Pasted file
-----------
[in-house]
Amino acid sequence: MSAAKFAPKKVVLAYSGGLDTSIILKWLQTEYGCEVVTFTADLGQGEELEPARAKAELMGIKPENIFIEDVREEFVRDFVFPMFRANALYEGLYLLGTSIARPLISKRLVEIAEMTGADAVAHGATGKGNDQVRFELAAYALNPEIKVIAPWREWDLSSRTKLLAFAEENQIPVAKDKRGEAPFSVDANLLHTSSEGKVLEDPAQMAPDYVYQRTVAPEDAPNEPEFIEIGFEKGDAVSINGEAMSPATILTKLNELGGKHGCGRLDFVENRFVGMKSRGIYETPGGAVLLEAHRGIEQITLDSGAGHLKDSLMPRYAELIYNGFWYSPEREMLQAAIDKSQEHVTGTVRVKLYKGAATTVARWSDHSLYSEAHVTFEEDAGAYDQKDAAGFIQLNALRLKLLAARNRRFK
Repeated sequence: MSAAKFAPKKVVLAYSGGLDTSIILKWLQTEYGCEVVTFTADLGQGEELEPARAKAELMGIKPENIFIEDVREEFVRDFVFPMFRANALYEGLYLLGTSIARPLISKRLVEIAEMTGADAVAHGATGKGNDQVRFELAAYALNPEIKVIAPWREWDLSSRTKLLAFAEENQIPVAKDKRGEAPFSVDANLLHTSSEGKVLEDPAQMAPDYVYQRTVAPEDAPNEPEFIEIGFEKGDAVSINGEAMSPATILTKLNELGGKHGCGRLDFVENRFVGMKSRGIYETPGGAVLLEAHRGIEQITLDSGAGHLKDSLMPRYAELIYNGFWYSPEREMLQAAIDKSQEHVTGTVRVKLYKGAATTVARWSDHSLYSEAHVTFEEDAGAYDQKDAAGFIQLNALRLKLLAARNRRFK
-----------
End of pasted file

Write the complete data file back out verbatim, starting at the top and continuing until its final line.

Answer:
[in-house]
Amino acid sequence: MSAAKFAPKKVVLAYSGGLDTSIILKWLQTEYGCEVVTFTADLGQGEELEPARAKAELMGIKPENIFIEDVREEFVRDFVFPMFRANALYEGLYLLGTSIARPLISKRLVEIAEMTGADAVAHGATGKGNDQVRFELAAYALNPEIKVIAPWREWDLSSRTKLLAFAEENQIPVAKDKRGEAPFSVDANLLHTSSEGKVLEDPAQMAPDYVYQRTVAPEDAPNEPEFIEIGFEKGDAVSINGEAMSPATILTKLNELGGKHGCGRLDFVENRFVGMKSRGIYETPGGAVLLEAHRGIEQITLDSGAGHLKDSLMPRYAELIYNGFWYSPEREMLQAAIDKSQEHVTGTVRVKLYKGAATTVARWSDHSLYSEAHVTFEEDAGAYDQKDAAGFIQLNALRLKLLAARNRRFK
Repeated sequence: MSAAKFAPKKVVLAYSGGLDTSIILKWLQTEYGCEVVTFTADLGQGEELEPARAKAELMGIKPENIFIEDVREEFVRDFVFPMFRANALYEGLYLLGTSIARPLISKRLVEIAEMTGADAVAHGATGKGNDQVRFELAAYALNPEIKVIAPWREWDLSSRTKLLAFAEENQIPVAKDKRGEAPFSVDANLLHTSSEGKVLEDPAQMAPDYVYQRTVAPEDAPNEPEFIEIGFEKGDAVSINGEAMSPATILTKLNELGGKHGCGRLDFVENRFVGMKSRGIYETPGGAVLLEAHRGIEQITLDSGAGHLKDSLMPRYAELIYNGFWYSPEREMLQAAIDKSQEHVTGTVRVKLYKGAATTVARWSDHSLYSEAHVTFEEDAGAYDQKDAAGFIQLNALRLKLLAARNRRFK